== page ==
Flood corrections on the Cass road in progress
Work to fix a flood problem that has plagued Cass Road businesses for years is finally underway – a project that will include multiple infrastructure upgrades to control the Miller Creek overflow and will be funded in part by about 500 owners in the Cass Road drainage district.
Drain County Commissioner Andy Smits appeared before county commissioners on Wednesday to provide an update on the project. Work began in January on the first phase of construction, the installation of a storm water diversion berm and a vegetative diversion channel to prevent flooding of Miller Creek, with an overflow directed to a vacant lot. adjacent. Smits says the project is now mostly complete and awaits final state permits for the wetlands and floodplains.
Phase two of the project will begin later this spring – with an expected completion date in August – and will consist of replacing the culvert that runs under Cass Road and the Michigan Department of Transportation (MDOT) crossing. Smits says one of the two century-old pipes that currently run under the road has collapsed, channeling “90 percent of Miller Creek’s water flow” through a single 24-inch pipe. “It’s not enough,” he said. “We’re going to dramatically reduce the bottleneck, and that’s really where the (flood) water is coming from. It crossed the shores on the west side of Cass and inundated the low estates there.
The two pipes will be replaced by a single box culvert with a channel “large enough for three people to walk side by side while holding hands,” says Smits. The increased capacity should not only better manage water flow and reduce flooding, but also allow passage of wildlife and the creation of new habitats. This aspect of the construction work, which is linked to the larger watershed restoration effort underway in the region as part of the Boardman River Dams project, earned the project a grant of $ 200,000 from the Grand Traverse Band of Ottawa and the Chippewa Indians.
Garfield Township and local and state transportation funds also contributed to the costs of the project. But most of the financial burden will be borne by the owners of the Cass Road Drainage District, a defined area made up of a series of pipes, streams, ditches and culverts that drain stormwater into a common area. The district boundaries are approximately defined by Cass, South Airport, Silver Pines / McRae Hill and Hartman roads. Landowners in drainage districts are assessed for costs when maintaining existing drains or constructing new ones.
In October, county commissioners pledged full faith and credit to the county for up to $ 2.83 million in bonds for repairs to the Cass Road drainage district, with actual construction costs estimated at $ 1 , $ 5 million. County Finance Director Dean Bott said the bonds were issued through a direct placement sale with a bank, rather than a competitive sale, which reduced the overall cost of issuance of bonds. Due to “prepayments from homeowners and others in the drainage district,” only $ 1.83 million in bonds were actually issued, according to Bott. Commission Vice-Chairman Ron Clous said on Wednesday it was unfair for homeowners to pay the costs of improvement after flooding they had suffered over the years, saying entities like the Township of Garfield should take up more space. Smits notes, however, that funding for the project is already frozen and that a special assessment for landowners is the approved process to cover drainage projects under state law.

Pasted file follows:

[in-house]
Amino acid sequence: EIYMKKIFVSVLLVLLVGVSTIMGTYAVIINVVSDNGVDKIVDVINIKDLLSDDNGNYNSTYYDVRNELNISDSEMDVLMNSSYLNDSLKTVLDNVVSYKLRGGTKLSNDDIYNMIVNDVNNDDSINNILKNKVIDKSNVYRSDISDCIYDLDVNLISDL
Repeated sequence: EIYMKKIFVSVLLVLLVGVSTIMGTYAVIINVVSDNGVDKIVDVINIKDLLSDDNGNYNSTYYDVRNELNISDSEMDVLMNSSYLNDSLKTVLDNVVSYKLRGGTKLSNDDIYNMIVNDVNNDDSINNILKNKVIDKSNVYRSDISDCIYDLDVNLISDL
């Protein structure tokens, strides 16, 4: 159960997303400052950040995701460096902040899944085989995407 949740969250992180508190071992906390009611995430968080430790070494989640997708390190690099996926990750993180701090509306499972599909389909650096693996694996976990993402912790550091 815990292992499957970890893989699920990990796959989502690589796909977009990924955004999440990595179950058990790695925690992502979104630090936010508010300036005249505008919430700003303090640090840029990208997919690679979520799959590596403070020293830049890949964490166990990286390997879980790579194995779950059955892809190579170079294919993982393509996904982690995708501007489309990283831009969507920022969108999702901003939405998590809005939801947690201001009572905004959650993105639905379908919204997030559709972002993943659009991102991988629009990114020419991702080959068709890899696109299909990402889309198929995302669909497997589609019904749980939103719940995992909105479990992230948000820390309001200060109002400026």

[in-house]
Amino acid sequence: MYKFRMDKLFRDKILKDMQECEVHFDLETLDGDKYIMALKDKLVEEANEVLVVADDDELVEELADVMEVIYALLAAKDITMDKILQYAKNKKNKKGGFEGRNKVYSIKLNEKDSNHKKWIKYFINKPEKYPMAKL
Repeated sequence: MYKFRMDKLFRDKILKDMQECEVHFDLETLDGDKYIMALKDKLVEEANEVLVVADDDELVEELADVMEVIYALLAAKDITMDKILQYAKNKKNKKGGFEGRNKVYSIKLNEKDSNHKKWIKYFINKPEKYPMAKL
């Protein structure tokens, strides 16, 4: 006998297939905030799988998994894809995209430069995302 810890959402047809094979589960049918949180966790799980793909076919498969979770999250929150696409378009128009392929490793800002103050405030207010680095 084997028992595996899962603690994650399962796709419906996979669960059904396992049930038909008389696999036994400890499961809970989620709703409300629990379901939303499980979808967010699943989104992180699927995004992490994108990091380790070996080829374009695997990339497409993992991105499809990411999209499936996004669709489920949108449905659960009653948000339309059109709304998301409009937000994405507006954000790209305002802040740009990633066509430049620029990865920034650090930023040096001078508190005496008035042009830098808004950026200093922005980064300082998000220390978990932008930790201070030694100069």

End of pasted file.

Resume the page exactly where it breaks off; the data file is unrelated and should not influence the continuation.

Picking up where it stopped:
The sewer commissioner believes that the embankment and culvert work will be “curative” for the recurring flooding problems encountered by businesses on Cass road. Smits says he’s met with some homeowners this week to discuss other possible work that could further alleviate the flooding. A 1987 drain that runs north to south immediately behind the commercial properties facing Cass was built at a time when many properties in or around the drainage district consisted of farmland. Since that time, “we’ve built the Grand Traverse Crossings Mall, the Grand Traverse Mall, the Baymont Hotel, Cracker Barrel, etc.,” says Smits. “This whole sidewalk drains water much faster than the farmland that once occupied these areas. There are areas of retention, but nonetheless, water can enter the system at much more concentrated locations and at higher rates. “
In other words, says Smits, that 1987 drain may not be enough to meet the needs of the 2021 runoff. To determine if this is true and to what extent repairs can improve the situation, the drain will be dredged up and televised this year. With a better understanding of the condition of the drain, rehabilitation and repair work can take place – likely later this summer or early fall. “Inspecting and maintaining this drain could also bring relief to these businesses,” says Smits. “There is no record that I have seen since taking office that it has been dredged, remodeled or cleared since it was built. It may not reach its full capacity. “
Pictured: Business flooding on Cass Road during an October 2020 rain event